Claire Barker, author of the Picklewitch and Jack series on Wobbly Friendships
One of the most telling moments in my author visits is when I ask the children to think about their best friends; about how great they are. Then I ask them if they ever… you know…get on their nerves?
Straightaway a giggle races around the room like a loose thread and I know we are on familiar ground. It’s an acknowledgement of something we all know; that bumps are par for the course and that true friendship can weather differences. In fact, these differences might be the very reason that you get on in the first place, one half complimenting the other. From Peter and Wendy to Hermione and Ron; opposites in children’s literature act as terrific foils for a writer, throwing character traits into sharp relief. These relationships are fireworks waiting to explode between the pages, ready to whizz, crack and delight. Tension is entertaining.
Picklewitch and Jack certainly appear to be a very unlikely union. The series opens with Jack being dead set on finding a ‘suitable’ friend, someone as tidy, logical, obedient and polite as him. Instead he gets lumbered with Picklewitch whose favourite saying is ‘NOBODY tells ME what to do BECUZ . . .I DUZ what I LIKES and I LIKES what I DUZ OH YES! She blurts out fudgenuts on a regular basis, lives in a tree and spins mischievous magic out of thin air. She’s determined to be Jack’s friend whether he likes it or not. Some would say it wasn’t the ideal start.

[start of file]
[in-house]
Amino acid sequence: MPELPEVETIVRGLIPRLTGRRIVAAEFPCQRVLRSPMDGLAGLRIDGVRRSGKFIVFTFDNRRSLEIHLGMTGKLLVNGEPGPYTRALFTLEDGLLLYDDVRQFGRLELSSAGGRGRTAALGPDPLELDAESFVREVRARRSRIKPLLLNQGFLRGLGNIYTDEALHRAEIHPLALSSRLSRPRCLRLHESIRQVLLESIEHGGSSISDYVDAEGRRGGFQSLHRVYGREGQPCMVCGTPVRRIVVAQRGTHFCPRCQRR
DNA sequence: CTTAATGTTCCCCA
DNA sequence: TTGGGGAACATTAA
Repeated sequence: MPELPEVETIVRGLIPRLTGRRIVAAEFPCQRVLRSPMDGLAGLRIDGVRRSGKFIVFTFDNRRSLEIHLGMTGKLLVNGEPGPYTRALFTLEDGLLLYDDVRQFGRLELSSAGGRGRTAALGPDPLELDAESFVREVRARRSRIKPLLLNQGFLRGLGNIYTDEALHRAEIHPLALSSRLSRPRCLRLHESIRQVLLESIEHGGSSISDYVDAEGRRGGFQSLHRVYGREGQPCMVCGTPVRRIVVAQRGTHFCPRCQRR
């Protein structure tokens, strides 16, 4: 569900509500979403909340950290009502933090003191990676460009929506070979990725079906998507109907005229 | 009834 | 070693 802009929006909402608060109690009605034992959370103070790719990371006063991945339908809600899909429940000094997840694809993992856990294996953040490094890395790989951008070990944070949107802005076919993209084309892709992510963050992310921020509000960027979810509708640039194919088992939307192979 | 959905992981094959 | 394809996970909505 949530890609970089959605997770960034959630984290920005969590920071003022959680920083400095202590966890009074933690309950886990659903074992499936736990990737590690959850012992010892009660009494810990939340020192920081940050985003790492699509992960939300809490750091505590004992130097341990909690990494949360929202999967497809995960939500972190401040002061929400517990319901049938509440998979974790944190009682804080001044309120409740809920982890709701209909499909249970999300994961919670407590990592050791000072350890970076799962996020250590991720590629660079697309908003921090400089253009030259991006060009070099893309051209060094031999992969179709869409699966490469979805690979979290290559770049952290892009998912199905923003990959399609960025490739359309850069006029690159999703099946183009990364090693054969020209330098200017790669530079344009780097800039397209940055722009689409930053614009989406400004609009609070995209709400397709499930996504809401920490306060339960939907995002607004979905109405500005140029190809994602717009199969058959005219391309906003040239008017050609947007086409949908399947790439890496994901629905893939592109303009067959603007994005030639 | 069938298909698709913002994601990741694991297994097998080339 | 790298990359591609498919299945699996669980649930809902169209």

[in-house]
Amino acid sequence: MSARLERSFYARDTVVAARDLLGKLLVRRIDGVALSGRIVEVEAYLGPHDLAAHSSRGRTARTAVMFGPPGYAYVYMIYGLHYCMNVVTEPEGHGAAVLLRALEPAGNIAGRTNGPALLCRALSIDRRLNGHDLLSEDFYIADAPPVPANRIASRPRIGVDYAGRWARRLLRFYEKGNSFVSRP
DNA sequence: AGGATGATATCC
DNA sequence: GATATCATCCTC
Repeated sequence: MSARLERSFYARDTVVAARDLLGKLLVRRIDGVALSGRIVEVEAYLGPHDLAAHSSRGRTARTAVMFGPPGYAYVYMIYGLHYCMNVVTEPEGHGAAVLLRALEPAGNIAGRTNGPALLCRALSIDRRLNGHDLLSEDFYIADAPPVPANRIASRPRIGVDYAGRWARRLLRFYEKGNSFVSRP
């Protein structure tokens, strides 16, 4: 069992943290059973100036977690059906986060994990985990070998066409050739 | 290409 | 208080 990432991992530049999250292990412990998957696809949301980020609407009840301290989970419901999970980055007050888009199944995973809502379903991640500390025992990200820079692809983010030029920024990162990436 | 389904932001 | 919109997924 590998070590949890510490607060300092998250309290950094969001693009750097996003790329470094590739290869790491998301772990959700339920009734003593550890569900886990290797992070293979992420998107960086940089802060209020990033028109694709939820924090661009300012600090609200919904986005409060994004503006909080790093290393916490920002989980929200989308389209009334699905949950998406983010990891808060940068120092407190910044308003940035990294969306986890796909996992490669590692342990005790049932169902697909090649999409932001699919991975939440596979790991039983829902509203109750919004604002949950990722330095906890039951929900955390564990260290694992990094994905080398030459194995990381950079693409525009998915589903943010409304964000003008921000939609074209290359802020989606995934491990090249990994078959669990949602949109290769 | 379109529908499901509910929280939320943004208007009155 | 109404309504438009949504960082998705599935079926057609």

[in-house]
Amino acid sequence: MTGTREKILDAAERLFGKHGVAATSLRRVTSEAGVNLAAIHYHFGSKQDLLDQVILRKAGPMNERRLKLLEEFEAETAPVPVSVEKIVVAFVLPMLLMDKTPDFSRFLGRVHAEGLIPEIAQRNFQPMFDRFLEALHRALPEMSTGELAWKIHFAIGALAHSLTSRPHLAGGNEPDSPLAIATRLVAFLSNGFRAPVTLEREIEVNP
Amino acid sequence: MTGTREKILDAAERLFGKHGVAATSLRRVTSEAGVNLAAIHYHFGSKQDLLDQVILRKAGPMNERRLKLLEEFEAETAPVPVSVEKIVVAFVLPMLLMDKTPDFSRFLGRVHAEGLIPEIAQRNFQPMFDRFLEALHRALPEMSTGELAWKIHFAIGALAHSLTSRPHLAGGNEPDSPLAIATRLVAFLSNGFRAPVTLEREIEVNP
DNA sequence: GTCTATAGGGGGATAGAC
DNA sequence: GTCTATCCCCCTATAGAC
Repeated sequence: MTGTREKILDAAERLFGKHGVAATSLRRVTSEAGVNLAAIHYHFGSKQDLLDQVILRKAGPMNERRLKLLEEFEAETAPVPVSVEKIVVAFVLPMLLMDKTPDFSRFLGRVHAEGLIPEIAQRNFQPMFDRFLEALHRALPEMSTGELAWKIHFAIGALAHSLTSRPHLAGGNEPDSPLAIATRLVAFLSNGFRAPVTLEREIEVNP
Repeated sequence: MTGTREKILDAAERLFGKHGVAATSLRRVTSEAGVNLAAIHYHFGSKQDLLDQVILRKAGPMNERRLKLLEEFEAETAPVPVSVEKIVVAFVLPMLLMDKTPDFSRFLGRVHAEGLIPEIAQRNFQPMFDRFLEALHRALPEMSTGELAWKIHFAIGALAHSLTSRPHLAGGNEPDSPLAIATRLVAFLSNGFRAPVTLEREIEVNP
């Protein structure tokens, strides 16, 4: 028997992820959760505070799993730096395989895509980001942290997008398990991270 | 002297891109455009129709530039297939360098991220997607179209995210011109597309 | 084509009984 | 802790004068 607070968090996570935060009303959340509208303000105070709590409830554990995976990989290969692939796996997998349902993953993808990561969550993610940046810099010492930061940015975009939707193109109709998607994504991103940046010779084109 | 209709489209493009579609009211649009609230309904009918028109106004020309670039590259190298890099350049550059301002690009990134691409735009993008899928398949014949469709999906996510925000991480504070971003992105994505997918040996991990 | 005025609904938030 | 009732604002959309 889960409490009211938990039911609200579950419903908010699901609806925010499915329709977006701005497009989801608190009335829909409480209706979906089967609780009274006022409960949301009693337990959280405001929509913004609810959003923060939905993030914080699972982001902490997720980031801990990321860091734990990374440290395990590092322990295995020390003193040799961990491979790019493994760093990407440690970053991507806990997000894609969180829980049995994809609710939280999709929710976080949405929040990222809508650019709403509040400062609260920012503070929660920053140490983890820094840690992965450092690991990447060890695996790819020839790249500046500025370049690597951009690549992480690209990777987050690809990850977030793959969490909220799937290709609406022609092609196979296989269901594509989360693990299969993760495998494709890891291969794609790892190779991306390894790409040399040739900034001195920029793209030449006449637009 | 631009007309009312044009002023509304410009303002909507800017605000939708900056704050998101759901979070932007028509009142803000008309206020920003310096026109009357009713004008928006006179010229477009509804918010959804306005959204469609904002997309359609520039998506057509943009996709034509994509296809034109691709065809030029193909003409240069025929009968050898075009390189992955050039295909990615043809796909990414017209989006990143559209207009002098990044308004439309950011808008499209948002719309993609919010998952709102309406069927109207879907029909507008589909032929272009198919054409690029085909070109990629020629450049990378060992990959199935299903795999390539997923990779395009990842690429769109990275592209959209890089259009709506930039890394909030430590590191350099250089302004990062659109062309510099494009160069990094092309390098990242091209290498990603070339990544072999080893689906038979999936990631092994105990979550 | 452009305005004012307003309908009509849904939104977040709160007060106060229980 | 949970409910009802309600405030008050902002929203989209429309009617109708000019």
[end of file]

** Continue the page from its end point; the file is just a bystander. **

But they have more in common than it might at first seem. Most importantly they are both on a quest to find the same thing: a best friend.
Jack is good at many things (quadratic equations, general knowledge) but finds the dance of friendship perplexing. For all of Picklewitch’s bravado, she has only ever had the birds for company and her resulting social skills are, to say the least, limited. To put it simply, they are both odd, they are both difficult and they are both lonely. In an Instagram-infused world where relationship perfection is encouraged, their wobbly friendship has more ups and downs than a lighthouse staircase. But over time it becomes a very special and loyal partnership, yin to yang, nut to shell. She encourages him to be fearless and he does his best to shield her from harm. The sum is greater than the parts.
The third book in the series is against the background of a school visit to Lyme Regis and a fossil hunting trip. There is to be a prize for the best find – a top of the range Bonestar fossil hammer. A huge fan of fossils, Jack’s competitive spirit is positively ablaze. But Picklewitch is only interested in securing an invitation to tea and cake with Scowling Margaret, the local Sea Wizard. Infuriated by Picklewitch’s lack of scientific curiosity and willingness to help, he wishes she’d just stayed at home. But, true to herself, she lures him out of his comfort zone and leads him to the greatest treasure of all.
As Jack rather sweetly observes in the first book ‘having a friend is happiness squared’. Time and again studies reveal that friendship ranks amongst the key indicators for childhood happiness. If there is a message behind this series it’s that there is someone for everyone, even if it’s not who you might expect. Don’t be sad, don’t give up and keep your heart open. Then, as the song goes, you just might find you get what you need.